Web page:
Musculoskeletal disorders are ranked first in prevalence as the cause of chronic health problems, long-term disabilities, and consultations with a health professional and ranked second for restricted activity days and use of both prescription and nonprescription drugs. No other body systems ranked invariably within the top 2 ranks for the morbidity indices examined. 
The prevalence of NMS conditions has increased over the years. Changing demographics are likely to sustain this trend. NMS conditions are common among working-age men and women, as well as the elderly. They also tend to be more prevalent among the lowest and lower-middle income populations.5 Back problems and arthritis are the first and second most common causes for long-term activity limitations among the population aged 15 years and over.  A very recent study noted that the majority of the household population aged 55 years and over (72% of men and 78% of women, 4.3 million people altogether) reported having at least one chronic condition in 1994–1995. The relatively high prevalence of musculoskeletal problems is consistent with the results of earlier Canadian surveys.  In Canada and the United States, those with inadequate incomes, especially women, are more likely to be hospitalized for NMS conditions. Admission rates were almost twice as high among the poor as for those who were not poor. 
Growing use of alternative therapies
There are numerous studies showing the rising use of alternative therapies. The popularity and value of such non-medical care is further underscored by the fact that 70% of the expenditure for such care was borne by the patients themselves out-of-pocket, with insurers and governments paying the remaining 30%. By contrast, only 17% of the total medical services expenditure was paid out-of-pocket.  There is a significant growth in the use of chiropractic care in the United States and Canada. There is a growing recognition and acceptance of chiropractic care by the public, despite high and rising levels of copayments.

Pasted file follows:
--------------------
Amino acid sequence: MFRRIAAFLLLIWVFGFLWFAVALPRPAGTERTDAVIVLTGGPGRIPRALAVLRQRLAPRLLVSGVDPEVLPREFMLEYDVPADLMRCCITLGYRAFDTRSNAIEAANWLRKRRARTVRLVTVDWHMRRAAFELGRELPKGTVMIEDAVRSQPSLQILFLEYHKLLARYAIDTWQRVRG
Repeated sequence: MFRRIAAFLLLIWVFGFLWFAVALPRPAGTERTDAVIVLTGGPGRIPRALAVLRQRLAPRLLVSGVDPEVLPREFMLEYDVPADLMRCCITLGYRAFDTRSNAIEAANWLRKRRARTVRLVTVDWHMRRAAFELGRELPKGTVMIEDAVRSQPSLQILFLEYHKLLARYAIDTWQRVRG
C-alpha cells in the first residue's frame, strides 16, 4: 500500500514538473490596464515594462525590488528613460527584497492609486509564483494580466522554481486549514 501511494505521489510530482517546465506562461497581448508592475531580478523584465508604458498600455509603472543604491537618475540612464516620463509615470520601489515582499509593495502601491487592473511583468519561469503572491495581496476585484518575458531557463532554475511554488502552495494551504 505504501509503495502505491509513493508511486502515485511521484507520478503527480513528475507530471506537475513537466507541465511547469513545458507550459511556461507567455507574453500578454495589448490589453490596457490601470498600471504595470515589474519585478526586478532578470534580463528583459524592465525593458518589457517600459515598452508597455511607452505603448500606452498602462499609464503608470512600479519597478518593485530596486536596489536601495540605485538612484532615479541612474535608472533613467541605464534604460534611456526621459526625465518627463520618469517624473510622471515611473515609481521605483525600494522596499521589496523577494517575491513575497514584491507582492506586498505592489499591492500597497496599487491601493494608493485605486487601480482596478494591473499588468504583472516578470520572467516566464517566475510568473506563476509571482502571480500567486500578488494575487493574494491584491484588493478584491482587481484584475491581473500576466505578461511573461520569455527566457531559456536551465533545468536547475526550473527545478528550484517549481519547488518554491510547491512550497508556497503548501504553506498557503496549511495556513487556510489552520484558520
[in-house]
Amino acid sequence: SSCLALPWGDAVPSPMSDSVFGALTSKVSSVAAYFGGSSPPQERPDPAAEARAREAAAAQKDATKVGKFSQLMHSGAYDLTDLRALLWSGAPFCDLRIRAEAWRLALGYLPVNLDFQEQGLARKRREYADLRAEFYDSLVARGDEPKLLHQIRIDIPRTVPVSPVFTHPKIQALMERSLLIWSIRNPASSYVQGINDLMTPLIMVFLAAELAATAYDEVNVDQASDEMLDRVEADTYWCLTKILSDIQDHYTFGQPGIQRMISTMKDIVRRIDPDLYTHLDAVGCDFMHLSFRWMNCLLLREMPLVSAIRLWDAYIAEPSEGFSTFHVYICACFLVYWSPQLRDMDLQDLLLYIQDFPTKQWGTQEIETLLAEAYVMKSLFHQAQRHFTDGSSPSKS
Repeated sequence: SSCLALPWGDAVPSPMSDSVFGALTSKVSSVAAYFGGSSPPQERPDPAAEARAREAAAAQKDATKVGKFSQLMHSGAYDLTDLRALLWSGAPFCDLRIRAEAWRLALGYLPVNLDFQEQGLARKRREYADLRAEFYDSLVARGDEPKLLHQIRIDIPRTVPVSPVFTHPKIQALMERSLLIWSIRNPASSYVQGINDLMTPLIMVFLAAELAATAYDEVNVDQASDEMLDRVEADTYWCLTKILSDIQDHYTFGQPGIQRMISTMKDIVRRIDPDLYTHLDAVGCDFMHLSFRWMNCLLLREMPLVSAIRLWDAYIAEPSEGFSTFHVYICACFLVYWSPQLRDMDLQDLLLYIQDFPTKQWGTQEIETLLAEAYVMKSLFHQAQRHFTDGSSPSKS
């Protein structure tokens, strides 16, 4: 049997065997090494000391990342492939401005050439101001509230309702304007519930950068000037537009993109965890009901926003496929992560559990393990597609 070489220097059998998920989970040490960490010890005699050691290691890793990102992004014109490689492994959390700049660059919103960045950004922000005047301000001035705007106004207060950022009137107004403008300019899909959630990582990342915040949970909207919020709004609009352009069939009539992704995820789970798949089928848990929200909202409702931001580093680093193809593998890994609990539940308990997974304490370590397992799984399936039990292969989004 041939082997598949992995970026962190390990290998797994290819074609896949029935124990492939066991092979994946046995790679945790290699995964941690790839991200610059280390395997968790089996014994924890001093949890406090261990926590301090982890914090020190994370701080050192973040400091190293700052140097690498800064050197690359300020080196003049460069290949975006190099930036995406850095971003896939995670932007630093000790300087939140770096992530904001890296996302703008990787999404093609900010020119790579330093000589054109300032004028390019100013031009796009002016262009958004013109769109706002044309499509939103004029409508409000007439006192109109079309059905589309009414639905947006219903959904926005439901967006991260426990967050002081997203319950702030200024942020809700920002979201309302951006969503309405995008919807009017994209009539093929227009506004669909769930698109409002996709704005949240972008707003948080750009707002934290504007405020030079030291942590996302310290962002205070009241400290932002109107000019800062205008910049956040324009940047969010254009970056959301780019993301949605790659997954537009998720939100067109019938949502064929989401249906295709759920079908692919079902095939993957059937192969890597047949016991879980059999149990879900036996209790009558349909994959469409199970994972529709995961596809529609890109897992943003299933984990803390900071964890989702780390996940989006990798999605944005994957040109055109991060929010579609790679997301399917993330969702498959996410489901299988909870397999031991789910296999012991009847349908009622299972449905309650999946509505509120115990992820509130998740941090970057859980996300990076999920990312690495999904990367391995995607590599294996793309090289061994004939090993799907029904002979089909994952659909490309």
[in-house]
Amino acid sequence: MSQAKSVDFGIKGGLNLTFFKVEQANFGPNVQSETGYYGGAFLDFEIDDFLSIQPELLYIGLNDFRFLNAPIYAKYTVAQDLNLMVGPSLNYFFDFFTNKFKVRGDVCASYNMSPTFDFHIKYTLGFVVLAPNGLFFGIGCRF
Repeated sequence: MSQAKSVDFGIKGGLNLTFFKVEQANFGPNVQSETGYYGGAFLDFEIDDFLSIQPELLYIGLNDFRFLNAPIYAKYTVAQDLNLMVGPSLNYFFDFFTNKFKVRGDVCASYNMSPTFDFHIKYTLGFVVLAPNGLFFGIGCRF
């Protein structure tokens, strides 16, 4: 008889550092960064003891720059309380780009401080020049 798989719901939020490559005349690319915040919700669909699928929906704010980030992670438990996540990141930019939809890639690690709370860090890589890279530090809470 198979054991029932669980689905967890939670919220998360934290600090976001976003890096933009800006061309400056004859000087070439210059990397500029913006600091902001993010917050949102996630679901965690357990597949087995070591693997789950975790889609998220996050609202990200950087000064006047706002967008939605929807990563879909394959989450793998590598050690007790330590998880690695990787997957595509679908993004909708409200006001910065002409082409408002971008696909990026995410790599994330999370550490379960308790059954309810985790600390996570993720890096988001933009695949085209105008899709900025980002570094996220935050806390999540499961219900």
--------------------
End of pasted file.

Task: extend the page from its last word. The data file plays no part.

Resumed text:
Virtually everywhere there are significant differences in the use rate of chiropractic care by income class. The lower-middle class and the poor compare unfavorably with the upper-middle class, even though the former groups have a higher prevalence of NMS disorders. The elderly consume proportionately less chiropractic services than the nonelderly population. Ethnic and visible minorities too are relatively less likely to access and use chiropractic care.